The fiberglass schedule detailed above is pretty robust.  Probably 50% of the time I have spent on this thing has been in flooded timber and brush.  As you can imagine that has led to a significant amount of abuse - but I have had no significant durability issues beyond a few new small holes in the fiberglass which I have not even bothered to fix and does not ruin the SUP because the Extruded Polystyrene (XPS) core is virtually impervious to water.

What it has issues with:  This is a great stand-up fly fishing platform but isn't necessarily very fast.  I usually treat it like a sit-on-top kayak when going from point A to point B.  Even when I am able to continously paddle sitting down it is a little slower than a beginner level SUP designed more for stability than performance.  Once again, if you want a faster SUP, make the pontoons a foot or two longer! 

24 comments:

  1. I might just make this a project for my school!

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  2. Very cool, how much did this cost to make? I am thinking of making a paddle board.

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    1. Nate - This cost 350 me dollars in materials PRIOR to rigging and without including any tools. I didn't keep very good track of the cost of rigging and tools, but that stuff seems to add up fast and I would count on about 500 hundred bucks your first time.

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  3. This is really cool. I've been looking for a project like this. I'm just curious why you placed the platform so far to the stern side of center. It looks like the trim is off. Wouldn't you want the boat to be trim, with the freeboard of the bow and stern more or less the same? Perhaps the bow comes down a bit when under propulsion due to the force vector being applied much higher than a sit-down craft. In any case, thanks for sharing!

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    1. Actually that was on purpose for two reasons. The first was that because the nose of the pontoons have a longer taper than the butt the center of bouyancy is closer to the stern than the bow. It was going to be hard to figure the center of bouyancy so I centered the platform over the center of gravity of the pontoons (pretty close to the same on this design) by balancing the pontoons on a cylinder until I found the CG. That wasnt perfect and I think I missed the actually center of bouyancy by a couple of inches BUT the platform is plenty long enough relative to the pontoons that you can go from extremely bow-down to extremely stern-down by moving to either end. In other words I never felt like I couldn't get whatever trim I wanted easily as built.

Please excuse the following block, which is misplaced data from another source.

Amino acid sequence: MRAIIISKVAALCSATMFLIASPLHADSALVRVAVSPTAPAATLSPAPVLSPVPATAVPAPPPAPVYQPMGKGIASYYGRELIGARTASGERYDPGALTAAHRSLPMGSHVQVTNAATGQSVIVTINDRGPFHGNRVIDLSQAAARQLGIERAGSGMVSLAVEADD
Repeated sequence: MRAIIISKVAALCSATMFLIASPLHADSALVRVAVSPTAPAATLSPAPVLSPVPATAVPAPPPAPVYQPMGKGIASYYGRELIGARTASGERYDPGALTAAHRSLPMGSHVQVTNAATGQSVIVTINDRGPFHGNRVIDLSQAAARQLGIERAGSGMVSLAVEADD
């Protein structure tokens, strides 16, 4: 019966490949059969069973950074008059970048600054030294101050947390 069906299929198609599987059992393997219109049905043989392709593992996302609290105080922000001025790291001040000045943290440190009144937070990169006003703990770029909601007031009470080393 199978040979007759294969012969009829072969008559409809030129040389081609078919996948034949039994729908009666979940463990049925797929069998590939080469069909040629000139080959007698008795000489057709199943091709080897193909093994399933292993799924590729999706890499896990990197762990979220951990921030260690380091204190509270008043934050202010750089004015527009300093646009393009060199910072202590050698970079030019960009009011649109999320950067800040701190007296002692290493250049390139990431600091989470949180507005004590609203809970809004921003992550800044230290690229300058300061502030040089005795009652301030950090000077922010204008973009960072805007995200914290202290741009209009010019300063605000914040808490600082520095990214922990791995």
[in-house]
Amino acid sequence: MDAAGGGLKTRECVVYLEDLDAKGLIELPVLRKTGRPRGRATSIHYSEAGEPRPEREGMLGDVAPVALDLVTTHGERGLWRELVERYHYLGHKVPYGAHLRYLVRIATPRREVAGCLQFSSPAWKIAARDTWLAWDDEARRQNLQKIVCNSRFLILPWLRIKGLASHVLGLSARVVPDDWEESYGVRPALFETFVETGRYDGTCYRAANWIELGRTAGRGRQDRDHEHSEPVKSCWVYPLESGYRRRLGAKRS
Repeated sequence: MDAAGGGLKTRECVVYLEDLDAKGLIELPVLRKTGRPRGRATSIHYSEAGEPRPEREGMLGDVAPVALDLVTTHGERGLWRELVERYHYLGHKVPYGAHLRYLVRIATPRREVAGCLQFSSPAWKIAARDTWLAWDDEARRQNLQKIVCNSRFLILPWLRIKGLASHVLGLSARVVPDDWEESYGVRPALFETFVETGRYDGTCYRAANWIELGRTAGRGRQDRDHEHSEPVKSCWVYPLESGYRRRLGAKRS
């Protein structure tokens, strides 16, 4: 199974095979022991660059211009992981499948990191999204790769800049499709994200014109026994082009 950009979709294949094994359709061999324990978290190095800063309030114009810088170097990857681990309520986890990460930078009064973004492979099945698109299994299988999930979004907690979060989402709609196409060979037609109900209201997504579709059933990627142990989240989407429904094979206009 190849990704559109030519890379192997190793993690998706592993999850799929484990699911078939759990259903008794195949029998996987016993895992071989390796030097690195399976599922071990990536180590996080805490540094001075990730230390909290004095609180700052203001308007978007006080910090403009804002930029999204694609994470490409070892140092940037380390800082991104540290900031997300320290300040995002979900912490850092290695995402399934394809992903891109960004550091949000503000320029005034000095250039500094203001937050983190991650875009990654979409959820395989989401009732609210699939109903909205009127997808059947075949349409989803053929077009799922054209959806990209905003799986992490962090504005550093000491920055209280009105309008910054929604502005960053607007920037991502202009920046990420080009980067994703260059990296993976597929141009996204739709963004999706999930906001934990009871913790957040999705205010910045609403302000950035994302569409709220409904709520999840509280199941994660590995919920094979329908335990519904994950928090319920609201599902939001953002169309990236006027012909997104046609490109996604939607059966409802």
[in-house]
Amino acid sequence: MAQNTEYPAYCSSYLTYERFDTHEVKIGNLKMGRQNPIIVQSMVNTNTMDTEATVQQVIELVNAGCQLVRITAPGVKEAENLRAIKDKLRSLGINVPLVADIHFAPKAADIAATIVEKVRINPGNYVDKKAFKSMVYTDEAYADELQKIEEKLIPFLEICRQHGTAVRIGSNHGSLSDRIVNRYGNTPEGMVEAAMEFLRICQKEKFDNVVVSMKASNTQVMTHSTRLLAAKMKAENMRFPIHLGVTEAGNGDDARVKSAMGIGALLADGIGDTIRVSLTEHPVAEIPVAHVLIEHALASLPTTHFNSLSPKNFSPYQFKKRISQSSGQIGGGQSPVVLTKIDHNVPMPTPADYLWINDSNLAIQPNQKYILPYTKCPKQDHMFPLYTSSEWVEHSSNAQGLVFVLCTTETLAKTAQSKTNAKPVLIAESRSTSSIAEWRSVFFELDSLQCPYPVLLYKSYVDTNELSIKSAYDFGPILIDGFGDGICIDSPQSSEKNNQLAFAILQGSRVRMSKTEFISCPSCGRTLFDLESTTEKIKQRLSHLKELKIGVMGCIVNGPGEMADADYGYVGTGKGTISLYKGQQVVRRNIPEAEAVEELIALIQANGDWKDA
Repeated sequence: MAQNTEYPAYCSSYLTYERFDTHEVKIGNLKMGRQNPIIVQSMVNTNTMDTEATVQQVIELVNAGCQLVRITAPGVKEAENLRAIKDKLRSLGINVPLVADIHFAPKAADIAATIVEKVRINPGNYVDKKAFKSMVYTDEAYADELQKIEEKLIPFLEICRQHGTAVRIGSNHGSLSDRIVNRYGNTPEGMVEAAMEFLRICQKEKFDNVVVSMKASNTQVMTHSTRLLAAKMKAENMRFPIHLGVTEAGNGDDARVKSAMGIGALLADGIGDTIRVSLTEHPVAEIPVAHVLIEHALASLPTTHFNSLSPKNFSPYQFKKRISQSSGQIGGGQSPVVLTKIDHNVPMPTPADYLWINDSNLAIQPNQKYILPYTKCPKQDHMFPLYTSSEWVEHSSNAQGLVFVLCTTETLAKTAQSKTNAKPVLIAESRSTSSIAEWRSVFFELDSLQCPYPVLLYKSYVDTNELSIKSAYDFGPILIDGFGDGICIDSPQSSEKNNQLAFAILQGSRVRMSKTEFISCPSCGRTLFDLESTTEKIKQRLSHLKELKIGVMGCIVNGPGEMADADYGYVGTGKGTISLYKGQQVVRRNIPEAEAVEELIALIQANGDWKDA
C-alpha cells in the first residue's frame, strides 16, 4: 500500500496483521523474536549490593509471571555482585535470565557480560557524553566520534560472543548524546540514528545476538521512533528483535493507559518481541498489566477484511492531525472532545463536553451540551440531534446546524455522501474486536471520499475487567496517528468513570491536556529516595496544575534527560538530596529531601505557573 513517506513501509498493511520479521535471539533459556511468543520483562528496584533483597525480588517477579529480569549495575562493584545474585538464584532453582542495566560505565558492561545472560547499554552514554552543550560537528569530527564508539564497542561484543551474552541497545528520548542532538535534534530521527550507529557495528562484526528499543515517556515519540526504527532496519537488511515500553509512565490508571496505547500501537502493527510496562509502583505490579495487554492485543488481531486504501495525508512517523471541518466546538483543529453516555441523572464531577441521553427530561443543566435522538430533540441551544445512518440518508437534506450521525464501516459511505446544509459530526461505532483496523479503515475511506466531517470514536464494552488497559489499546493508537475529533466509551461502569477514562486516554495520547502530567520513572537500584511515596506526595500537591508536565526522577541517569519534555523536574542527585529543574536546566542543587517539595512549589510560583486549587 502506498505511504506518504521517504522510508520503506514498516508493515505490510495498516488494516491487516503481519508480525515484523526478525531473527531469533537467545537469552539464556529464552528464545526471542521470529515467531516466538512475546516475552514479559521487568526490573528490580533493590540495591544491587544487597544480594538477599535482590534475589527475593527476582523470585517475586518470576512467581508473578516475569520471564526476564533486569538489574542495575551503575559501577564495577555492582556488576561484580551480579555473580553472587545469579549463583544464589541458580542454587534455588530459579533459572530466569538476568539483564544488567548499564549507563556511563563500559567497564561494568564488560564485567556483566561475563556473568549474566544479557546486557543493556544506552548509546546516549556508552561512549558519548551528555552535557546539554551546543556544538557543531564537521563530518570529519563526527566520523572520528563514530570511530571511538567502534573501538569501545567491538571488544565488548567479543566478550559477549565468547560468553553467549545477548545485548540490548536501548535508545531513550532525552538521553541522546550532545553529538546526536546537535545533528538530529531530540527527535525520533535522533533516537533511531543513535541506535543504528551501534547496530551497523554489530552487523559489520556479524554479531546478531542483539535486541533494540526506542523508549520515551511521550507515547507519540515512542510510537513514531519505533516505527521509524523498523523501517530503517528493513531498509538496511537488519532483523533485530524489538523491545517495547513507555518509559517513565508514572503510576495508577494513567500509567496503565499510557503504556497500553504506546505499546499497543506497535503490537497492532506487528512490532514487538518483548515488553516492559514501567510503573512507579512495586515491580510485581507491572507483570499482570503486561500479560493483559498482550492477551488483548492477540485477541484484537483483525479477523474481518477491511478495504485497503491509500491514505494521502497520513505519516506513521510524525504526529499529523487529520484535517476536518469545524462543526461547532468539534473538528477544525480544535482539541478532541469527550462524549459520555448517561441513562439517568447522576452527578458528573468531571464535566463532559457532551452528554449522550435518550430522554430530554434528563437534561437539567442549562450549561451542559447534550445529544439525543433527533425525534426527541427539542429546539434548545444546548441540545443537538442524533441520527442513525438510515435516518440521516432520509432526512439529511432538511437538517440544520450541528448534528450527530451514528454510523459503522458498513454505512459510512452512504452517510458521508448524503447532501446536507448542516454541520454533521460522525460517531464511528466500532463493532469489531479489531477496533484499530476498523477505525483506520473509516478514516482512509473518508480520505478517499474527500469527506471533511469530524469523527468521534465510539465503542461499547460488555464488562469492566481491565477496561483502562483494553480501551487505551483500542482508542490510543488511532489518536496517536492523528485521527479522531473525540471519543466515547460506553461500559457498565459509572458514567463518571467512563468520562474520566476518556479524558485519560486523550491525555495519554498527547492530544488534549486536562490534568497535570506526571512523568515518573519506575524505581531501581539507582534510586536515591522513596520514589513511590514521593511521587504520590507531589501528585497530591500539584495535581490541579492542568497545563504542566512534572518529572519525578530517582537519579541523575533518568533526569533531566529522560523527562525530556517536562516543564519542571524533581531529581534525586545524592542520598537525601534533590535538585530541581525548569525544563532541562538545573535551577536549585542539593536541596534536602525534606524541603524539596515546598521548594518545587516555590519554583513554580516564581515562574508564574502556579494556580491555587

Additionally you occasionally want to be able to get aft enough to get the nose up a little bit for maneuverability so I felt it was better to miss a little aft than forward.

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  4. Trevor, thanks for the reply. It makes sense. Sounds like you put a lot of thought into the trim issue. Did you consider making the boat in three pieces with the platform attached to the pontoons so that the trim could be adjusted by moving the platform fore or aft? I spend a lot of time in a solo canoe, and having the ability to adjust the trim for different conditions is a big plus in a solo canoe. Just a thought.

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  5. Just wondering, you said to cut the xps sheet into 8" wide by 2" thick by 96" long strips. All the xps sheets I've found are less than an inch thick. Am I missing something?